Thanks for playing Know Your City! Let’s review the questions.

  1. For years, Jim Porter’s Good Time emporium was a fixture in Louisville. What was unique about the (long dead) namesake of that bar?
  2. In February of 2012, the city of Louisville was bestowed an honor by GQ Magazine. What was that honor?
  3. According to most accounts, Kentucky sisters Patty and Mildred Hill penned this song in the 1890s for kindergarten students to celebrate birthdays. It went on to become a hotly contested legal entity. What was the name of this omnipresent song?

And here are the answers:

  1. At 7′ 8″ tall, Jim Porter was known as the Kentucky Giant. While he had nothing to do with the bar you probably remember, he did operate a number of bars in the Portland area in the 1800s. He also hung out with Charles Dickens when the author came through Louisville. Dickens described Porter as walking “in a crowd as a lighthouse among lampposts.”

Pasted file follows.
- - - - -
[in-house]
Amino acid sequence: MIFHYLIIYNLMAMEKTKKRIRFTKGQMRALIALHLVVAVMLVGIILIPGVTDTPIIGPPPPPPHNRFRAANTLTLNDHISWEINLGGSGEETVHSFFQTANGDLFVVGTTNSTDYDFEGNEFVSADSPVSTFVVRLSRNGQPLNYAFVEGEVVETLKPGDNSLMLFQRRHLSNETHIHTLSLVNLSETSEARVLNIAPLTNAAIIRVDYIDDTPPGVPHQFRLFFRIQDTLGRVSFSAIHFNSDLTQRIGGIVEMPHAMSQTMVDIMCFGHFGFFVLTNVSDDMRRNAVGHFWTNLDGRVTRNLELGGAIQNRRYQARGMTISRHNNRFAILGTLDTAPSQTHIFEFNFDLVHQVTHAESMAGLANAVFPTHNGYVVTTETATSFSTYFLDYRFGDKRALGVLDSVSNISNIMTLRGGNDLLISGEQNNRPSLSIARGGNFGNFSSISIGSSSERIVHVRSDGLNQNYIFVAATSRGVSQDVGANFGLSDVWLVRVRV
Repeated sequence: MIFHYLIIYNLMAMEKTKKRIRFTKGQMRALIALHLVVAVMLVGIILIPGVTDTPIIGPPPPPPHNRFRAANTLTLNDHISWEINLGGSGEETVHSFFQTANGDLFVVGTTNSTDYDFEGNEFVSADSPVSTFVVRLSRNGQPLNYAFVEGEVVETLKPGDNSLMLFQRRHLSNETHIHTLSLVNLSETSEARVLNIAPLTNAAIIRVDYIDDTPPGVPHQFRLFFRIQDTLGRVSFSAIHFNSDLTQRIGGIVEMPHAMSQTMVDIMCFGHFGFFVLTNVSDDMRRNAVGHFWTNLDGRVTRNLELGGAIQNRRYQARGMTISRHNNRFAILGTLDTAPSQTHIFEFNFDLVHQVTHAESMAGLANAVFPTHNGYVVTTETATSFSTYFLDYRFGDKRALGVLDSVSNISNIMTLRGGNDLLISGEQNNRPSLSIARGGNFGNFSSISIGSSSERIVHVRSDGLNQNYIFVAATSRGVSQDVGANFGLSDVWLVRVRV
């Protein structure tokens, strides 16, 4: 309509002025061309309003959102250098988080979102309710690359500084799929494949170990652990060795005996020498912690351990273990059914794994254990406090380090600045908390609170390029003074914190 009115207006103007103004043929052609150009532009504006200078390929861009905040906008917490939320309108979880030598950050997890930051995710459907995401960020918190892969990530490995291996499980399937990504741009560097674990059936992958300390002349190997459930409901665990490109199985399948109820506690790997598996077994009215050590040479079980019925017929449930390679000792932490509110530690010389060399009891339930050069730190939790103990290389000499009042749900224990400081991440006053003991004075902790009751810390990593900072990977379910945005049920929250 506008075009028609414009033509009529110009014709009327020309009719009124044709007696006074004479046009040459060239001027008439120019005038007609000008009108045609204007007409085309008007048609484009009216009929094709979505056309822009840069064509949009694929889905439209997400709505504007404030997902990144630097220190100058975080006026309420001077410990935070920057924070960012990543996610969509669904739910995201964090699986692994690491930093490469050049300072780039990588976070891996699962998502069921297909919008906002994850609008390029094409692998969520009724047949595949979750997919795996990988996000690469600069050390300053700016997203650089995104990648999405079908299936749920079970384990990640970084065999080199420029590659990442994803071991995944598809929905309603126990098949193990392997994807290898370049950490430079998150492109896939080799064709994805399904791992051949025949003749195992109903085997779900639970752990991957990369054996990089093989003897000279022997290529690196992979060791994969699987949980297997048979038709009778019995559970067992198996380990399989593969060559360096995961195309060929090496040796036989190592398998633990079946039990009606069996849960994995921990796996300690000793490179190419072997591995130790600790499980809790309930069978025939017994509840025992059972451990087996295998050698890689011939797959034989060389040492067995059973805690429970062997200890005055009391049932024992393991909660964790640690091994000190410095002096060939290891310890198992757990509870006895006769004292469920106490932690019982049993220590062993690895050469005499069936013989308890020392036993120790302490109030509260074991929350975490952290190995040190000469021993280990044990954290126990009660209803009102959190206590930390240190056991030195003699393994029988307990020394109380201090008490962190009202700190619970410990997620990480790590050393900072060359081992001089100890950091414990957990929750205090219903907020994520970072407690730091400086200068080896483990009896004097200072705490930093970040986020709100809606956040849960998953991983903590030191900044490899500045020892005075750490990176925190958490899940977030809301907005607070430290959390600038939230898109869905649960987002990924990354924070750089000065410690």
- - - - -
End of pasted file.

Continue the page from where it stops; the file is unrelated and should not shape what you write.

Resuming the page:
2. GQ Magazine dubbed Louisville “The Manliest Town in America,” saying “when it comes to the masculine arts—bourbon, baseball, bettin’ the ponies—good luck topping Louisville.”
  3. The Hill sisters wrote the Happy Birthday song. Surprisingly, the use of that little ditty became controversial over a number of years, with different entities owning the rights to it. It wasn’t in the public domain until 2016. Click here to read the crazy story.

Thanks for playing Know Your City AND for reading Louisville Future!